light skin, but anyone can develop them. On Brown and Black skin, they may appear purple or as darker skin. The skin around may be thinner and less elastic.
The lesions often appear after an injury to the skin but last longer than bruises and can be much larger. Sometimes, the skin remains brown after the lesion heals.
Ways of reducing the risk of bruising include:
- protecting the skin from sunlight
- taking care to avoid injuries
- being aware that corticosteroids and blood-thinning drugs can worsen symptoms
Senile purpura does not have links with any serious health condition, but it may increase the risk of skin tears.
Cause #4: Medications
Certain medications — like aspirin, ibuprofen, and blood thinners — may get in the way of your body’s ability to form a clot. Some antibiotics may also leave you prone to bruising. Other medications like steroids can make your skin thinner and more fragile. This can also lead to more bruises. Talk to your doctor if you notice more black-and-blue marks.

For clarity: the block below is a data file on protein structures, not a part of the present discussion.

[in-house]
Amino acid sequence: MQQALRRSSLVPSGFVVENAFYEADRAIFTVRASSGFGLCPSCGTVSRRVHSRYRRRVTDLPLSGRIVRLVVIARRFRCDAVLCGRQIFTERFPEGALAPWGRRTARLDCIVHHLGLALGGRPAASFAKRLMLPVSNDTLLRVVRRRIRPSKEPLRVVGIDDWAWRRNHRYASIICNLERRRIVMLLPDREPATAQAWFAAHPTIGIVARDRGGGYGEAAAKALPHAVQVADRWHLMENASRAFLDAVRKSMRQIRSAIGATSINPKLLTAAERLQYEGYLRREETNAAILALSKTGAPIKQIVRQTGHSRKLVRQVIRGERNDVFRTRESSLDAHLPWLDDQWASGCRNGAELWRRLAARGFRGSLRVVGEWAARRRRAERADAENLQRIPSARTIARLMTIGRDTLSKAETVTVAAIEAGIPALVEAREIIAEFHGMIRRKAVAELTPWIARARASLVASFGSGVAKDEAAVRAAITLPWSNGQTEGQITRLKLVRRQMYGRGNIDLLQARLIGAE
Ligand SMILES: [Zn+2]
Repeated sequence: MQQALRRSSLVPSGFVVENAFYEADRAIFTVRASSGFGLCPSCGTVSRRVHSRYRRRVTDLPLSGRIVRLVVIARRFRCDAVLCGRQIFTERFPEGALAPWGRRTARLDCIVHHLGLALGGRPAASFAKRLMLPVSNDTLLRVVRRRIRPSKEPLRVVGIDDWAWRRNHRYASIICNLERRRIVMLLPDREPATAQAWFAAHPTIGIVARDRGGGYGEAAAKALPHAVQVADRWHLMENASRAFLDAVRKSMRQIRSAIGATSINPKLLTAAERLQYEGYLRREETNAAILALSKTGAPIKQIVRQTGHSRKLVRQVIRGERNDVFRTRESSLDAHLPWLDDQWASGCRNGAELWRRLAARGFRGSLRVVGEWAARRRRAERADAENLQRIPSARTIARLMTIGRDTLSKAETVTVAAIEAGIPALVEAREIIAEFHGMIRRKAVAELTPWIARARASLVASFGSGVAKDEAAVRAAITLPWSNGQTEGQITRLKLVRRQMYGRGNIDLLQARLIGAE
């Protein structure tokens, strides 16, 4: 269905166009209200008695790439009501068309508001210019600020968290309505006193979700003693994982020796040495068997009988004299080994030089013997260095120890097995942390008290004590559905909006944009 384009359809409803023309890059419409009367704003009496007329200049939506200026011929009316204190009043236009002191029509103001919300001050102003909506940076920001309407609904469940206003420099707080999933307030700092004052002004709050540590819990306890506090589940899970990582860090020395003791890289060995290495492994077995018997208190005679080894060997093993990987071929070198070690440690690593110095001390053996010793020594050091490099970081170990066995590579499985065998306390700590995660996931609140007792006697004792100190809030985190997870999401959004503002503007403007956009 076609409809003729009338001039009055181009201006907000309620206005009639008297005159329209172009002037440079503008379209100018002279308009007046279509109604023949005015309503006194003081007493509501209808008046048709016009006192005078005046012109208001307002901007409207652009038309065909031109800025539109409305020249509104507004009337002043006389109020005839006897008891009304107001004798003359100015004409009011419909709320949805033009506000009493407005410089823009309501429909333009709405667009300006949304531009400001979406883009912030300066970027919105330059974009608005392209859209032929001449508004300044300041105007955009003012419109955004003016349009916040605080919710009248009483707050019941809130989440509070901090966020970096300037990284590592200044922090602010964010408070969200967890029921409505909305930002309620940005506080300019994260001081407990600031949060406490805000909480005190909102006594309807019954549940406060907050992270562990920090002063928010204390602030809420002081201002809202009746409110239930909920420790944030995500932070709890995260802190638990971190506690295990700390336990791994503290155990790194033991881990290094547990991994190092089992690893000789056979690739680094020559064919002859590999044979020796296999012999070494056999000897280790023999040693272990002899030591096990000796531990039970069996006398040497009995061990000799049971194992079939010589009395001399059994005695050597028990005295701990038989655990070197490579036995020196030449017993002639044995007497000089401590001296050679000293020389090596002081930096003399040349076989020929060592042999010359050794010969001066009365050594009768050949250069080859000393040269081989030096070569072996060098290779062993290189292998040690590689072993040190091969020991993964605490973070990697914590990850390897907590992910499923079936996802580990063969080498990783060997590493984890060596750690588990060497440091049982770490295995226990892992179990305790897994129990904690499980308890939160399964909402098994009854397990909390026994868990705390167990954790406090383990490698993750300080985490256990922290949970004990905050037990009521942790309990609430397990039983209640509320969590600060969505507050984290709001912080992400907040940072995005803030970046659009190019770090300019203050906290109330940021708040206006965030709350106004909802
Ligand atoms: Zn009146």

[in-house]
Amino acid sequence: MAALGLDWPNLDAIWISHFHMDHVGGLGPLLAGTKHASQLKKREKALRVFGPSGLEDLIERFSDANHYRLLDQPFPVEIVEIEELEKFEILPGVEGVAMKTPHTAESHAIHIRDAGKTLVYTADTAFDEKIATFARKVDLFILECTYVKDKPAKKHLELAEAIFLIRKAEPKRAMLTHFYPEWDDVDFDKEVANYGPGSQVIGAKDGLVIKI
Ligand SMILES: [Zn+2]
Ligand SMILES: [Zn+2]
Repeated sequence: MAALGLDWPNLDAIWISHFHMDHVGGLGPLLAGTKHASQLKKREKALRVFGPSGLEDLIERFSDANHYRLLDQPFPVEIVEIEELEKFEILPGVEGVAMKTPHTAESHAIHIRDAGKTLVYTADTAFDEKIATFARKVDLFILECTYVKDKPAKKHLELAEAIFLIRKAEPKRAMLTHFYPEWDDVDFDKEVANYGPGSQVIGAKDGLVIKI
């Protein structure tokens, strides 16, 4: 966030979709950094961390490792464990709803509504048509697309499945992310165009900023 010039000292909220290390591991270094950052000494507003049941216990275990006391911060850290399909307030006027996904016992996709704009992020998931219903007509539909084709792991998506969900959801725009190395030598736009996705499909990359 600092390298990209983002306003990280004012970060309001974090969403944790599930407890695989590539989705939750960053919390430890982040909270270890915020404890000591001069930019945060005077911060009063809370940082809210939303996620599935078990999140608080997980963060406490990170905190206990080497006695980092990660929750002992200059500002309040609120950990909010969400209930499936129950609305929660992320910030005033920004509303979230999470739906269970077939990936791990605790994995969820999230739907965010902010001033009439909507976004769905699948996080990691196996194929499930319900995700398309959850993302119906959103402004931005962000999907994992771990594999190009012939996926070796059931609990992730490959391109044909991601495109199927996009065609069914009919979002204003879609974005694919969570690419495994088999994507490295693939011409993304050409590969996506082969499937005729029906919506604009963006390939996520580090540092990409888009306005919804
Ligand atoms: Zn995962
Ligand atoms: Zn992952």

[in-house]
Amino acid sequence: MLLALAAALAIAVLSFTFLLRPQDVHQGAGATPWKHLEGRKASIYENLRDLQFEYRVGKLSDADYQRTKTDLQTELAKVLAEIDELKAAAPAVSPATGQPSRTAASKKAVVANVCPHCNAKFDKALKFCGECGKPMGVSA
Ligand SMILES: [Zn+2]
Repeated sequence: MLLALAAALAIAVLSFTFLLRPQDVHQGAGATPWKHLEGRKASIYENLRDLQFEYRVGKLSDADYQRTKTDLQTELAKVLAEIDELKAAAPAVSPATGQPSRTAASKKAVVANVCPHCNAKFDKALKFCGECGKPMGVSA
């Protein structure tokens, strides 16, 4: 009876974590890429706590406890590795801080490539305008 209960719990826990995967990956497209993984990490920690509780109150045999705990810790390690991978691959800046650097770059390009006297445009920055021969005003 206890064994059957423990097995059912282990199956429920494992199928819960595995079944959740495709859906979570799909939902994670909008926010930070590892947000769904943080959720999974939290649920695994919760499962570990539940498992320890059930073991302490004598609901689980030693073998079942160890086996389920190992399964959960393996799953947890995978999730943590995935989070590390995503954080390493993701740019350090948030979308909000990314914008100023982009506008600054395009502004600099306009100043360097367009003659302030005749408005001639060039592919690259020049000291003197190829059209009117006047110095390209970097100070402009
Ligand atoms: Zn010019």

Cause #5: Cancer
God forbid this, but in rare cases, an increase in bleeding and bruising may be a sign of leukemia. This is a type of cancer that affects white blood cells.
There are different types of leukemia, and symptoms vary.
Often, there are no symptoms in the early stages, but a person may notice:
- petechiae, small spots under the skin, like a rash, where blood vessels have broken
- bone pain
- heavy menstruation
- abdominal swelling
Petechiae may not be visible on dark skin, but a person may see them on areas with lower levels of melanin, such as the forearms.